Elmo and friends spelling tolerance for Pakistan

By Andrew Buncombe

Rani, a Pakistani school girl, will replace Elmo as the main character in the Pakistani Sesame Street. Photo / Supplied
Rani, a Pakistani school girl, will replace Elmo as the main character in the Pakistani Sesame Street. Photo / Supplied

The latest dastardly United States plan to win over the hearts and minds of Pakistan's youth involves a 6-year-old girl with a passion for music and reading, a friendly donkey who likes to sing and a boy who loves numbers.

A furry, red monster called Elmo is also involved. Pakistan is about to get Sesame Street, but with a makeover that makes it unique. There will be the familiar tips on reading and writing and messages about health and hygiene. But gone are Big Bird and Oscar the Grouch, the two stalwarts having been replaced by Pakistani characters.

The US agency for international development (USAid) is spending about US$19 million ($24 million) to produce and broadcast the show in a nation where up to a third of children do not go to school. Filming at locations around Pakistan took place last month, and last week work got under way at production studios in Lahore. The first episode is scheduled to be broadcast later this month.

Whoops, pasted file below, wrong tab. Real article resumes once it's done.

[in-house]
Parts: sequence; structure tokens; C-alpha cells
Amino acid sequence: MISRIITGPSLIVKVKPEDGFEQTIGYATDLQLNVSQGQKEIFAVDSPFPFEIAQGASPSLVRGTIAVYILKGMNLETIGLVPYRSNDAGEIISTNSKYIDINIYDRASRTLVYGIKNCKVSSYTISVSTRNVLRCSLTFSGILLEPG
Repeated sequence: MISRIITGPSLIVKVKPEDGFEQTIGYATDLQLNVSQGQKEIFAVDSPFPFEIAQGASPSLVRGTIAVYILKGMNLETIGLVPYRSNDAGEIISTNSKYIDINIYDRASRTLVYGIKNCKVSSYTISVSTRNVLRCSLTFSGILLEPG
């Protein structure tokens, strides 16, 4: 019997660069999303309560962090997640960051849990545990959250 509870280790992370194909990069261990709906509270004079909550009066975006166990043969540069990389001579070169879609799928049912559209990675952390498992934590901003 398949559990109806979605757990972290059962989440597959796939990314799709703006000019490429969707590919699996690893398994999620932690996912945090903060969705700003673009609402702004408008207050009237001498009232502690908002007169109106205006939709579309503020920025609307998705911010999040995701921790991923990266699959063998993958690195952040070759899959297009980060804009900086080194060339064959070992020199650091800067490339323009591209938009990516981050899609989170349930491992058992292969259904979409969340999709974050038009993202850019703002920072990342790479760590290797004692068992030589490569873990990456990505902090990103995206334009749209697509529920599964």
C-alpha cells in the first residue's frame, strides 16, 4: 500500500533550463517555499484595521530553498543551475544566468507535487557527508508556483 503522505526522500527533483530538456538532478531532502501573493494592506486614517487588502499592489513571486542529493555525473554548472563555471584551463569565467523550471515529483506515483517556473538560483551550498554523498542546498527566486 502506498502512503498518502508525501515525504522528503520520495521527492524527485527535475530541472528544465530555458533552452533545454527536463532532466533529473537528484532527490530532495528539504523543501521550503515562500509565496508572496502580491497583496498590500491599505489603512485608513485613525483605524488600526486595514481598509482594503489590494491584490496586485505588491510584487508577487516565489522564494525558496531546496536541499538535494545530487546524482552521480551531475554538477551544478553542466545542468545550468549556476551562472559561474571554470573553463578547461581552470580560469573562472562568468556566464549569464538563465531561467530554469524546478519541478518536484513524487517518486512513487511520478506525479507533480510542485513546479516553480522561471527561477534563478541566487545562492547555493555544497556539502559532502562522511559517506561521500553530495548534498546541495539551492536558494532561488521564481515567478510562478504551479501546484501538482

"The key areas of the show will focus on language and literacy, maths and science, as well as respect for diversity," said Faizan Peerzada, of the Rafi Peer Theatre Workshop, which is working with the American authorities on the project. "We have the original Sesame Street template but more than 90 per cent of the characters are local."

Rani is the star of the show. Complete with a blue and white school uniform and pigtails, the young girl loves cricket and plays traditional Qawwali music.

The show's producers said that by selecting Rani as the main character, they were trying to promote the message that young girls were as deserving of being sent to school as boys. While educational facilities in Pakistan are poor, for girls the situation is far worse.

Peerzada's family-run theatre workshop has put on cultural events and puppet shows in Lahore for more than 20 years.

Larry Dolan, a former education officer for USAid in Pakistan, said: "One of the key goals of the show in Pakistan is to increase tolerance toward groups like women and ethnic minorities."

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